Date of Award

December 2018

Degree Type

Thesis

Degree Name

Master of Science

Department

Engineering

First Advisor

Lingfeng Wang

Committee Members

Chiu Tai Law, Wei Wei

Keywords

Reliability Evaluation, Water-Energy Nexus

Abstract

Nowadays, with the development of science and technologies, our modern society is more and more dependent on the reliable performance of the critical infrastructures. Both water systems and power systems are national critical infrastructure supporting our daily life and the development of economic growth. These two types of systems are highly interconnected and complex networks, which consist of various system elements. Similarly, the core function of water and power system is to deliver satisfactory quality water and power to consumers, and at the same time it should satisfy all the demands at all load points. The reliable performance of these critical infrastructure is becoming more and more important. Therefore, it is very urgent to develop a comprehensive reliability evaluation algorithm to quantify the reliability of these critical systems.

When it comes to quantitatively assessing reliability of the facility infrastructure, there is a need to develop a comprehensive method to consider a comprehensive set of variables and uncertainties such as the random failures of mechanical components, the amount of water demands, the power supply reliability, maintenance scheduling, and so forth. The rapidly growing urban population is also a great challenge to the aging drinking water distribution networks. The water facilities are aging and in need of expensive repairs. Therefore, this thesis will aid in making informed decisions on infrastructure repair, maintenance, and staffing planning when the available budgets are limited. This thesis proposes a probabilistic reliability evaluation methodology for water distribution systems considering the impact of power supply reliability based on the sequential Monte Carlo simulation (MCS), which can guide cost-effective preventative measures before system failures. A previously developed C++ software tool is used to help perform the simulation.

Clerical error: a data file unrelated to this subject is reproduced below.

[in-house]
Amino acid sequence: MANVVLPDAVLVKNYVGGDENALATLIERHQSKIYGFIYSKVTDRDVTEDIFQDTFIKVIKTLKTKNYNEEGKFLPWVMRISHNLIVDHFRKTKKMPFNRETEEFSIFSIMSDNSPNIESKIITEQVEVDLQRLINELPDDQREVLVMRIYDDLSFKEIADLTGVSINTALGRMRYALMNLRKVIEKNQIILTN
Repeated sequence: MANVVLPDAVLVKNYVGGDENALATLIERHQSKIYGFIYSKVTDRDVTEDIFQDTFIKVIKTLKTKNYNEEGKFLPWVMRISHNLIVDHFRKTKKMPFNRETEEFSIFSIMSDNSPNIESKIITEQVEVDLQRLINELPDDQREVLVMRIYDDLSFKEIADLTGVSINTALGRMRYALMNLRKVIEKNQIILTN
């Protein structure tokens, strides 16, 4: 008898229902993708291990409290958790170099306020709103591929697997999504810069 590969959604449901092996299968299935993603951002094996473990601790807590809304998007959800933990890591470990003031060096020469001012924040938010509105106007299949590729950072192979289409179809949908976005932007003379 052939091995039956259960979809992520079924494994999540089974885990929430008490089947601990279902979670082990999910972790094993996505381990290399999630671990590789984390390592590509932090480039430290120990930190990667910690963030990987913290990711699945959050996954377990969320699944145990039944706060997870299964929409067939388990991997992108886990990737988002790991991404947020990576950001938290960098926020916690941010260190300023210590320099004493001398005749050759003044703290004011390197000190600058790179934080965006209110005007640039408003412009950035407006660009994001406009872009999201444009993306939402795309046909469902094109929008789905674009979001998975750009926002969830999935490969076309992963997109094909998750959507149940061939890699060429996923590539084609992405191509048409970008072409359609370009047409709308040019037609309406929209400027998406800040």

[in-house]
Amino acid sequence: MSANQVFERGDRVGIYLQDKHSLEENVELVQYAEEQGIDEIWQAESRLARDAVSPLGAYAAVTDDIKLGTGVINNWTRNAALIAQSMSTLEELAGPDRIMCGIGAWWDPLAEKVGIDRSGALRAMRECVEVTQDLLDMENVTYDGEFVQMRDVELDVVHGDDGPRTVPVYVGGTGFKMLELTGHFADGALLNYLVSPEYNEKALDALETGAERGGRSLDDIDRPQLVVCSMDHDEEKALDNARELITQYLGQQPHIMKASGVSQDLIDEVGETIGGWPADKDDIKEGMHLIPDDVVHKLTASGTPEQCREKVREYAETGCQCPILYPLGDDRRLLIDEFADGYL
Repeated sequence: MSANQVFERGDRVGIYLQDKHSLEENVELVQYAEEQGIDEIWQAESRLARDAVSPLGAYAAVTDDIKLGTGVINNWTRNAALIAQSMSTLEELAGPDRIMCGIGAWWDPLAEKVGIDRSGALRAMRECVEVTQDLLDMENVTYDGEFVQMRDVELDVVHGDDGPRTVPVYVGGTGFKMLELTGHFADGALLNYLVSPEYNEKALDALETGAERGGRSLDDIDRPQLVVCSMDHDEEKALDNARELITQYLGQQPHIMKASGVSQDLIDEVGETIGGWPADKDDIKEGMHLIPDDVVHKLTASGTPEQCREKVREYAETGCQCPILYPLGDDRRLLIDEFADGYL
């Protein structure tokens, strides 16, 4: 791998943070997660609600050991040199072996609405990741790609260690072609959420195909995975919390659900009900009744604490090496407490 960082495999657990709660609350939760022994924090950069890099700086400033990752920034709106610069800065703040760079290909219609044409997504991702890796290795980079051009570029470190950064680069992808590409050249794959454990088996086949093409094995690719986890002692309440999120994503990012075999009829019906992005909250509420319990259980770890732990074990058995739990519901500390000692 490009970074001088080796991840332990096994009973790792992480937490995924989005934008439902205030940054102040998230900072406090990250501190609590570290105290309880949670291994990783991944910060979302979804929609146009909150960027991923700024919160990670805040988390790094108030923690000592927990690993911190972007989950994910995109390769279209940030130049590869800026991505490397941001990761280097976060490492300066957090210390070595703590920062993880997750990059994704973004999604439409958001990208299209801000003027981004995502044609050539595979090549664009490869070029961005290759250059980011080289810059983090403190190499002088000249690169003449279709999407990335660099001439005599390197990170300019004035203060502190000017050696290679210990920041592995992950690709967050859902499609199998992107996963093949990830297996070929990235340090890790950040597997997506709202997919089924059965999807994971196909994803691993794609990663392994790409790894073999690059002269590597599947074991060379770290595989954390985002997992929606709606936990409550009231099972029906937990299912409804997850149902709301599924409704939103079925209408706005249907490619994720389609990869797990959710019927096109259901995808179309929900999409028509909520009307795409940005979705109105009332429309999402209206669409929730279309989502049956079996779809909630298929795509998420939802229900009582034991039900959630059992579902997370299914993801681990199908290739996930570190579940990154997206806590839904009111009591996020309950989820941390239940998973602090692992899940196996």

The probabilistic reliability assessment algorithm can be appropriately applied for both the electric power systems and water distribution system is due to the similar stochastic system nature and modeling manner of the system elements. First, the reliability characteristic of each system component in electric power system can be modeled by a two-state model (i.e., up state and down state). Then, the probability of failure for each component can be calculated and a chronological operating sequence can be further determined based on the sequential Monte Carlo Simulation. Likewise, the reliability models for the water distribution system components can be represented using this method. All these similarities result in the similar reliability assessment procedure.

The commonly used deterministic criteria in industrial circles lacked the ability to model and quantify the stochastic nature of system behaviors such as the mechanical failure of system elements. Besides the uncertainties come from water distribution system itself, power supply may also affect the performance of the water distribution network and system reliability. Therefore, the two systems are interactive and physically connected. The purpose of this study is to develop a suitable algorithm to evaluate the water sector and power system as an integrated Water-Energy Nexus (WEN) system. This thesis proposes an integrated, probabilistic reliability evaluation method for the WEN model based on the sequential Monte Carlo Simulation. In the proposed evaluation procedure, both mechanical failures and hydraulic analysis are taken into consideration. Case studies are performed base on a representative water-energy nexus system to demonstrate the effectiveness of the proposed algorithm. The simulation results demonstrate that the proposed probabilistic methodology is appropriate to integrated quantitative reliability modeling and assessment of coupled critical infrastructures (i.e., electrical power networks and water distribution networks) by incorporating the emerging smart grid technologies such as electrical microgrids.

Available for download on Monday, January 11, 2021

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